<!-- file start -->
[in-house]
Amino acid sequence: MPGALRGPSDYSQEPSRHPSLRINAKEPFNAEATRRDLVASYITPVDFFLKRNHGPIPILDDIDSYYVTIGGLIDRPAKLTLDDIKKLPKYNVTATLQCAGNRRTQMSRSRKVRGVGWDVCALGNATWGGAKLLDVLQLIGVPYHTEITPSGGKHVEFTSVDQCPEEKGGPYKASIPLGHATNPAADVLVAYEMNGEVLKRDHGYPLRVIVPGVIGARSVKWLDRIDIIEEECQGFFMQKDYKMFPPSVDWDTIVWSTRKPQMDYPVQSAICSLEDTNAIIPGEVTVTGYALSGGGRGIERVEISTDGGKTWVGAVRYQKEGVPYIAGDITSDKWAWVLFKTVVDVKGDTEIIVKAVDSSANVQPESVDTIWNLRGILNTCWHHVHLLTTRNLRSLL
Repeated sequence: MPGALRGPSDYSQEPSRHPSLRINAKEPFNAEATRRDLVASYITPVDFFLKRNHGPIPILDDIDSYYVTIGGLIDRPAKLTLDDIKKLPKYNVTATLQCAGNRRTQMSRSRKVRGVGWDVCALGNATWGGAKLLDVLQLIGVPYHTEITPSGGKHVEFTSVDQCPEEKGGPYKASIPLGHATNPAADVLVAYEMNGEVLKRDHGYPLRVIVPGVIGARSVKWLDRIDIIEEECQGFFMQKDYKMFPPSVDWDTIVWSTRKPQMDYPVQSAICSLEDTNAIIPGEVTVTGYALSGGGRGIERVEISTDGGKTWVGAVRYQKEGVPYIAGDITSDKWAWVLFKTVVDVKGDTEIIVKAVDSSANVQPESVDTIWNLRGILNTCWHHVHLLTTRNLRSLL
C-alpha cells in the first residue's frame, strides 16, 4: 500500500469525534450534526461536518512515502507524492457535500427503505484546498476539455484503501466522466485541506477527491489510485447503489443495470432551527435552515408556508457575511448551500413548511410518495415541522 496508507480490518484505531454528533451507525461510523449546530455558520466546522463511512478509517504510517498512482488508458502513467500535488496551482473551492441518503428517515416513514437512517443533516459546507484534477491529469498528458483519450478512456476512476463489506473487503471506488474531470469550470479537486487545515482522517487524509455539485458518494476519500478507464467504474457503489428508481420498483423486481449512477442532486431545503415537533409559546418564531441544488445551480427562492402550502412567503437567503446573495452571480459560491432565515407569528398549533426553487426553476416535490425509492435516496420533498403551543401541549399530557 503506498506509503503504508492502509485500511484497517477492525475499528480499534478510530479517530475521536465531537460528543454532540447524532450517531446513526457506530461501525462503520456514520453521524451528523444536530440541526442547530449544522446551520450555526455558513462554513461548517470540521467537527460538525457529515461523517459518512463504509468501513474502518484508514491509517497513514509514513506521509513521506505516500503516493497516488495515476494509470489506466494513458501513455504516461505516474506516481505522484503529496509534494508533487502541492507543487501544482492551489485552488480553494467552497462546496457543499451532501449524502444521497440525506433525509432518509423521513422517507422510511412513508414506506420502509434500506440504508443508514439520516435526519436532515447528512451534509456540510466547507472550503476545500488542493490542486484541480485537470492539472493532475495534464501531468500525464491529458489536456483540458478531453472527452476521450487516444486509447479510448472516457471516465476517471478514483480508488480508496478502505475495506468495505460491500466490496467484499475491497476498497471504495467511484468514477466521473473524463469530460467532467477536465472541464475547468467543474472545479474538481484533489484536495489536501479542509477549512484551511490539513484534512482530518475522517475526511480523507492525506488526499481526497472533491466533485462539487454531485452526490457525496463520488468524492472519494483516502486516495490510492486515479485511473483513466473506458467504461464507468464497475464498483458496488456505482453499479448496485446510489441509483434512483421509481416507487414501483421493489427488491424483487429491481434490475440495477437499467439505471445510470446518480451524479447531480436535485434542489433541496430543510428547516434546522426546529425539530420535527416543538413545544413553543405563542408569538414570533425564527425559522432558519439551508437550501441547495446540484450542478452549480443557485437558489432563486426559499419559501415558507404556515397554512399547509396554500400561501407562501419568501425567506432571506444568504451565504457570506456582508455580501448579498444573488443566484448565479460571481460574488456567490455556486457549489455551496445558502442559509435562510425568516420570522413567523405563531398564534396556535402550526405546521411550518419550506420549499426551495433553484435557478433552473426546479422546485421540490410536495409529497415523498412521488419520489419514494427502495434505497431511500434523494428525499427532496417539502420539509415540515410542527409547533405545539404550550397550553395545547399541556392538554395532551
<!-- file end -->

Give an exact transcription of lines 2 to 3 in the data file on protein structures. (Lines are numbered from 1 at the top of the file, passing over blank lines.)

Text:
Amino acid sequence: MPGALRGPSDYSQEPSRHPSLRINAKEPFNAEATRRDLVASYITPVDFFLKRNHGPIPILDDIDSYYVTIGGLIDRPAKLTLDDIKKLPKYNVTATLQCAGNRRTQMSRSRKVRGVGWDVCALGNATWGGAKLLDVLQLIGVPYHTEITPSGGKHVEFTSVDQCPEEKGGPYKASIPLGHATNPAADVLVAYEMNGEVLKRDHGYPLRVIVPGVIGARSVKWLDRIDIIEEECQGFFMQKDYKMFPPSVDWDTIVWSTRKPQMDYPVQSAICSLEDTNAIIPGEVTVTGYALSGGGRGIERVEISTDGGKTWVGAVRYQKEGVPYIAGDITSDKWAWVLFKTVVDVKGDTEIIVKAVDSSANVQPESVDTIWNLRGILNTCWHHVHLLTTRNLRSLL
Repeated sequence: MPGALRGPSDYSQEPSRHPSLRINAKEPFNAEATRRDLVASYITPVDFFLKRNHGPIPILDDIDSYYVTIGGLIDRPAKLTLDDIKKLPKYNVTATLQCAGNRRTQMSRSRKVRGVGWDVCALGNATWGGAKLLDVLQLIGVPYHTEITPSGGKHVEFTSVDQCPEEKGGPYKASIPLGHATNPAADVLVAYEMNGEVLKRDHGYPLRVIVPGVIGARSVKWLDRIDIIEEECQGFFMQKDYKMFPPSVDWDTIVWSTRKPQMDYPVQSAICSLEDTNAIIPGEVTVTGYALSGGGRGIERVEISTDGGKTWVGAVRYQKEGVPYIAGDITSDKWAWVLFKTVVDVKGDTEIIVKAVDSSANVQPESVDTIWNLRGILNTCWHHVHLLTTRNLRSLL